Let’s get the obvious thing out of the way first; it’s a terrible title. Yes, it’s based on a best-selling book of the same name whose title is a skewed version of the Judy Blume novel Are You There God? It’s Me, Margaret. There are a couple of problems here. Firstly, the majority of people who are exposed to the show won’t get the reference. Secondly, even if they did, it wouldn’t hide the fact that it’s a horrible title for a TV show. In this era of social media being a huge marketing tool for new shows, it might have been an idea to go with something a little snappier than what we’ve got. Twitter users are going to have a third of their 140-character limit taken up by the time they’ve typed out the show title! We’re being wilfully ignorant for the sake of a poor attempt at humour, there. Clearly it won’t be a problem; they’ll be able to use a catchy hashtag instead. You know, like #AYTV?IMC. Oh.

Onto the trailer, and there’s not much there to get our hopes up. Bartender gets caught drink driving so buys apartment within walking distance of work so that she isn’t tempted to drink drive again. That’s gold, Jerry! Gold!



Jessica St. Clair, Lennon Parham and Adam Pally star in this single-camera comedy following a soon-to-be-divorced woman who flies back across the US to move back in with her ex-flatmate and best friend — only to find that said friend’s partner has moved in and converted her old room into an office. The short trailer is light on laughs but time will tell whether there’s anything more underneath the wobbly premise to get excited about.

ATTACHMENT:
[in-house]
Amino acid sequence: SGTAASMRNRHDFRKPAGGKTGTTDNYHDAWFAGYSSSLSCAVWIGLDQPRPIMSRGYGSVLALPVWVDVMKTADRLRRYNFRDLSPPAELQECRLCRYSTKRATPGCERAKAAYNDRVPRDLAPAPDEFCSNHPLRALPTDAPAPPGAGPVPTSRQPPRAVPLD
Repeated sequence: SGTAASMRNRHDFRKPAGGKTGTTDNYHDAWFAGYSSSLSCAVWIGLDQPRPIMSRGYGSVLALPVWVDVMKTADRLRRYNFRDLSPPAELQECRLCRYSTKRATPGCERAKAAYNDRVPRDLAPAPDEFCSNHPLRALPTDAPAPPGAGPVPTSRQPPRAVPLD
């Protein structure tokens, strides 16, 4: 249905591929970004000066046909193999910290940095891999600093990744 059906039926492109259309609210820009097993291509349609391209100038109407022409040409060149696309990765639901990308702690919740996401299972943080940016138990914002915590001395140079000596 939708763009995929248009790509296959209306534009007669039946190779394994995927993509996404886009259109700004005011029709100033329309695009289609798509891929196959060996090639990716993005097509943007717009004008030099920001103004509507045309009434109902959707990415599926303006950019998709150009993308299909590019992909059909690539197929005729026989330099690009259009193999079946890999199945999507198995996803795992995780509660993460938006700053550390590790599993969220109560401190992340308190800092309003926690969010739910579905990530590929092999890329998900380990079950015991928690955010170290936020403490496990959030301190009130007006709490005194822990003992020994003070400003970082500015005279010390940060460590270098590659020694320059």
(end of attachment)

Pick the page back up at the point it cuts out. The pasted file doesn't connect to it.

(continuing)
One point of note: the pilot episode was directed by Fred Savage, who, quite apart from being a New TV Shows favourite purely for having played Kevin Arnold in The Wonder Years and the grandson in Top Five Best Film Ever inductee The Princess Bride, has plenty of experience with directing strong comedy, including underrated gem Party Down.



Bent stars Jeffrey Tambor. That’s Jeffrey ‘Hank Kingsley AND George Bluth’ Tambor, star of two of the greatest television comedies of all time: The Larry Sanders Show and Arrested Development. That alone should be enough to have you tune in. Plus, you know, the trailer looks good.

The unimportant extra details: Amanda Peet (Studio 60 on the Sunset Strip) plays a single mother who hires a recovering gambling addict (David Walton) and his band of oddball co-workers to remodel the kitchen in her new home. Tambor plays the contractor’s father, an out of work actor — and hopefully gets lots of screen time. The extended preview indicates that the show has charm and we’re pinning our hopes on Bent being a winner. It’s just a shame that we’ll have to wait until later on in the year — or possibly even 2012 — to get a glimpse of the show proper.